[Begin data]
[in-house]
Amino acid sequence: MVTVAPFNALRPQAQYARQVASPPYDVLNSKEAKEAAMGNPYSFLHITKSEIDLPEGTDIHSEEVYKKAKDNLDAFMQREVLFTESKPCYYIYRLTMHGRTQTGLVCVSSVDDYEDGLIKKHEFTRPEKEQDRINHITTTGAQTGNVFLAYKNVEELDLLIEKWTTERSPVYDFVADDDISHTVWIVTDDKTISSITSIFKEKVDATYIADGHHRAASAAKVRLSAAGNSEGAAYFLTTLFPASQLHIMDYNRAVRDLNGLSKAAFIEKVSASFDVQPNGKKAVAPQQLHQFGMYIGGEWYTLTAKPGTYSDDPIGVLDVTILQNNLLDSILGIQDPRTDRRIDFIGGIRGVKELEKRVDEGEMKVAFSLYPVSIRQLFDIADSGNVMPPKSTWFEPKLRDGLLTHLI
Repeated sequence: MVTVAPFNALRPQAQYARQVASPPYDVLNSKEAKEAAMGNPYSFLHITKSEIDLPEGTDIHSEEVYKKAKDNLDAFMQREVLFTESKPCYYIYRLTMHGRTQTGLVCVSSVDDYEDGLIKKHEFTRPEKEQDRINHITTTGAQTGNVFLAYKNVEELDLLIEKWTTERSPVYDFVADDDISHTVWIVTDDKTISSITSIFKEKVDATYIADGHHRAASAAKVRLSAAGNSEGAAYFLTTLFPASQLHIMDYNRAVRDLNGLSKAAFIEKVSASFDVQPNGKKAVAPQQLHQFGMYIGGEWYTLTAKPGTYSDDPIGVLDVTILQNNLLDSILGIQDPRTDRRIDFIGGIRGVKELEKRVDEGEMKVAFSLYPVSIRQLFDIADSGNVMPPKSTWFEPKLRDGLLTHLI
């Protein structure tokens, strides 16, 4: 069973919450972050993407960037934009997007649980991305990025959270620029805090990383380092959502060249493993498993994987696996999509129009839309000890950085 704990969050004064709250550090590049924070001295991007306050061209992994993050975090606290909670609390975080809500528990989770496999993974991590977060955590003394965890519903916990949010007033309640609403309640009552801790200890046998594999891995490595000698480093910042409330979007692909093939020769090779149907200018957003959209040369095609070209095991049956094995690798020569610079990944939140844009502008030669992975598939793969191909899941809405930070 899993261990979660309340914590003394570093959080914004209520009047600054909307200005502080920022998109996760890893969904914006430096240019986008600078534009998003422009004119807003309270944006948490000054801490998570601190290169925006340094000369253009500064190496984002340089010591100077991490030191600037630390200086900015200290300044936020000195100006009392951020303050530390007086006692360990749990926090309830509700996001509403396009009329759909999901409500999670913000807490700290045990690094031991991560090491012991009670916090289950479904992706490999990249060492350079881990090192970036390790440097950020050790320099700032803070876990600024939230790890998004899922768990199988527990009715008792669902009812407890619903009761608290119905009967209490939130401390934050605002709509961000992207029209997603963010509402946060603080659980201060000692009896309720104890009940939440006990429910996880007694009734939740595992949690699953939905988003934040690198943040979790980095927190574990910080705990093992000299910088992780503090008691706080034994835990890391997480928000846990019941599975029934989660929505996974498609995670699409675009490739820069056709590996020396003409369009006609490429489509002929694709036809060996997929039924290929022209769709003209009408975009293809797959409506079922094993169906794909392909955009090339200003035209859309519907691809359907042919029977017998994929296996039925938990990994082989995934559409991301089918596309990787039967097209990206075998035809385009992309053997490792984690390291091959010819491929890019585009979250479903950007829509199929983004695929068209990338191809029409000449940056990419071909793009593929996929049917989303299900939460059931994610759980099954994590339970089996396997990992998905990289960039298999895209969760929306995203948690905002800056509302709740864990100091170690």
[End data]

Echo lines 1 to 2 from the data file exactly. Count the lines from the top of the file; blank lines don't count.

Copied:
[in-house]
Amino acid sequence: MVTVAPFNALRPQAQYARQVASPPYDVLNSKEAKEAAMGNPYSFLHITKSEIDLPEGTDIHSEEVYKKAKDNLDAFMQREVLFTESKPCYYIYRLTMHGRTQTGLVCVSSVDDYEDGLIKKHEFTRPEKEQDRINHITTTGAQTGNVFLAYKNVEELDLLIEKWTTERSPVYDFVADDDISHTVWIVTDDKTISSITSIFKEKVDATYIADGHHRAASAAKVRLSAAGNSEGAAYFLTTLFPASQLHIMDYNRAVRDLNGLSKAAFIEKVSASFDVQPNGKKAVAPQQLHQFGMYIGGEWYTLTAKPGTYSDDPIGVLDVTILQNNLLDSILGIQDPRTDRRIDFIGGIRGVKELEKRVDEGEMKVAFSLYPVSIRQLFDIADSGNVMPPKSTWFEPKLRDGLLTHLI